What they really were saying was this: "You're a vile, despicable sinner, and you presume to teach us? We are holy and righteous before God and will you who was altogether born in sins presume to teach us?" They were not teaching the doctrine of original sin anymore than David taught it when he said of himself, "Behold, I was shapen in iniquity; and in sin did my mother conceive me." In fact, they meant to say the same thing about the man born blind that David meant to say about himself. David meant to say that he was a vile and despicable sinner and guilty before God, and they meant to say the same thing about the man born blind. But they, in no way, meant to include themselves with the man born blind and teach that they also were "altogether born in sins."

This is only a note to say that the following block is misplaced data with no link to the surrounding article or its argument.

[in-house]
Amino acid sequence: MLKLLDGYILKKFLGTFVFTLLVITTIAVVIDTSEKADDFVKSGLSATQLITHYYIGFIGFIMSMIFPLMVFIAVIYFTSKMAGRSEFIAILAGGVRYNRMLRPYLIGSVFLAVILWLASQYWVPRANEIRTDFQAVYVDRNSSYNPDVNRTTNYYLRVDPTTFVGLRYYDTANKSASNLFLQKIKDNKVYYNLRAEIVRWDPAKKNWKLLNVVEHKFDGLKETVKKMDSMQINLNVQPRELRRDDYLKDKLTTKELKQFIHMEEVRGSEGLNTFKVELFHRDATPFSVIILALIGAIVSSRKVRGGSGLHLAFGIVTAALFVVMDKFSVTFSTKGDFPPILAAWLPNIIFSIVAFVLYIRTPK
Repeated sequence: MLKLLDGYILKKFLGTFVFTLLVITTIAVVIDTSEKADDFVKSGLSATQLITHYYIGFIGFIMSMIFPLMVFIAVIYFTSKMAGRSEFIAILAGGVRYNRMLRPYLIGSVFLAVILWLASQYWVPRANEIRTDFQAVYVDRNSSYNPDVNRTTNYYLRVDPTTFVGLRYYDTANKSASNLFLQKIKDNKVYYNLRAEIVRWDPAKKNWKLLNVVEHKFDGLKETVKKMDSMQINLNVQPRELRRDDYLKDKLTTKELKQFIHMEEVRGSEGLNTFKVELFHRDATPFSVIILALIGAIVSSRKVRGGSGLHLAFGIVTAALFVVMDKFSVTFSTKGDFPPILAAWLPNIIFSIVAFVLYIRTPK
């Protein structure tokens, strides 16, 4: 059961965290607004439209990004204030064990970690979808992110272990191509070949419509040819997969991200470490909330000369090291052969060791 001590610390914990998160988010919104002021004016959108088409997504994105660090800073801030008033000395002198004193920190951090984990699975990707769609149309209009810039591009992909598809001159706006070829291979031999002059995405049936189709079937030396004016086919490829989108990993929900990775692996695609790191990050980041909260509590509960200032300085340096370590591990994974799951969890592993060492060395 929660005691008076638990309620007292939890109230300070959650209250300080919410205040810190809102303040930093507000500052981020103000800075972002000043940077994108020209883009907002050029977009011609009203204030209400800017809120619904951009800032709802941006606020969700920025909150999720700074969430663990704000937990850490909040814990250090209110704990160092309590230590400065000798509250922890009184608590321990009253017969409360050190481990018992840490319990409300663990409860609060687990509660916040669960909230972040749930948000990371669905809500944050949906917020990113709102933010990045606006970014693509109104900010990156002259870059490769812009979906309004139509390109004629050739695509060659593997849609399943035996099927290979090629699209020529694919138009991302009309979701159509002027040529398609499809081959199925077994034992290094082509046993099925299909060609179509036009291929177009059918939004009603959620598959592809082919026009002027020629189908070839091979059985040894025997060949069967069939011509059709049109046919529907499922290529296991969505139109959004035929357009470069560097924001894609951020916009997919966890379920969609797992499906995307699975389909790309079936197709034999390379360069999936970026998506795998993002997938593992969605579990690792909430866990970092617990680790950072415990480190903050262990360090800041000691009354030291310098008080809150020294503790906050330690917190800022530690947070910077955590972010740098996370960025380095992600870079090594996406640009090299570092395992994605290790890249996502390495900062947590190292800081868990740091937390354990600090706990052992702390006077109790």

The above text no more teaches the doctrine of original sin than the question the disciples asked Christ teaches it. "Master, who did sin, this man or his parents, that he was born blind?" Christ answered their question with the words, "Neither hath this man sinned, nor his parents" (John 9:3).